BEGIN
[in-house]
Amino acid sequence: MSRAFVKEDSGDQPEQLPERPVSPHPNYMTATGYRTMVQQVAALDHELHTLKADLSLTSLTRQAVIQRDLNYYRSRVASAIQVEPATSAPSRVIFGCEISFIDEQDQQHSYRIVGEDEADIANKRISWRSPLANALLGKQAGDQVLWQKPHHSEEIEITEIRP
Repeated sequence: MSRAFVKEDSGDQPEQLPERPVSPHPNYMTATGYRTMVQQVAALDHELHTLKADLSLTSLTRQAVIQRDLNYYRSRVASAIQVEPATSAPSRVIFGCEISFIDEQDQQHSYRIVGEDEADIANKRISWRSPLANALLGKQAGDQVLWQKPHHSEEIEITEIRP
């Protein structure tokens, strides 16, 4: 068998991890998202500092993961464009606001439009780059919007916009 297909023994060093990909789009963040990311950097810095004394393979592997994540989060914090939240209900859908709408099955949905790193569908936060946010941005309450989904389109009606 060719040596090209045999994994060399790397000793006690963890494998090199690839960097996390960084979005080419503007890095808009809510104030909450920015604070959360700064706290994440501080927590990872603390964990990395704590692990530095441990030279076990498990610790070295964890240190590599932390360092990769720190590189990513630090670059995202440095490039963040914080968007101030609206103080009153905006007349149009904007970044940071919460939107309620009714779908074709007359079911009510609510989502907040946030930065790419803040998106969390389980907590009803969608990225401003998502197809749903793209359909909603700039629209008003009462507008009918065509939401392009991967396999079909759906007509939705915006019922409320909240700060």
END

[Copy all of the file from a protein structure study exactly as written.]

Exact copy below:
[in-house]
Amino acid sequence: MSRAFVKEDSGDQPEQLPERPVSPHPNYMTATGYRTMVQQVAALDHELHTLKADLSLTSLTRQAVIQRDLNYYRSRVASAIQVEPATSAPSRVIFGCEISFIDEQDQQHSYRIVGEDEADIANKRISWRSPLANALLGKQAGDQVLWQKPHHSEEIEITEIRP
Repeated sequence: MSRAFVKEDSGDQPEQLPERPVSPHPNYMTATGYRTMVQQVAALDHELHTLKADLSLTSLTRQAVIQRDLNYYRSRVASAIQVEPATSAPSRVIFGCEISFIDEQDQQHSYRIVGEDEADIANKRISWRSPLANALLGKQAGDQVLWQKPHHSEEIEITEIRP
């Protein structure tokens, strides 16, 4: 068998991890998202500092993961464009606001439009780059919007916009 297909023994060093990909789009963040990311950097810095004394393979592997994540989060914090939240209900859908709408099955949905790193569908936060946010941005309450989904389109009606 060719040596090209045999994994060399790397000793006690963890494998090199690839960097996390960084979005080419503007890095808009809510104030909450920015604070959360700064706290994440501080927590990872603390964990990395704590692990530095441990030279076990498990610790070295964890240190590599932390360092990769720190590189990513630090670059995202440095490039963040914080968007101030609206103080009153905006007349149009904007970044940071919460939107309620009714779908074709007359079911009510609510989502907040946030930065790419803040998106969390389980907590009803969608990225401003998502197809749903793209359909909603700039629209008003009462507008009918065509939401392009991967396999079909759906007509939705915006019922409320909240700060």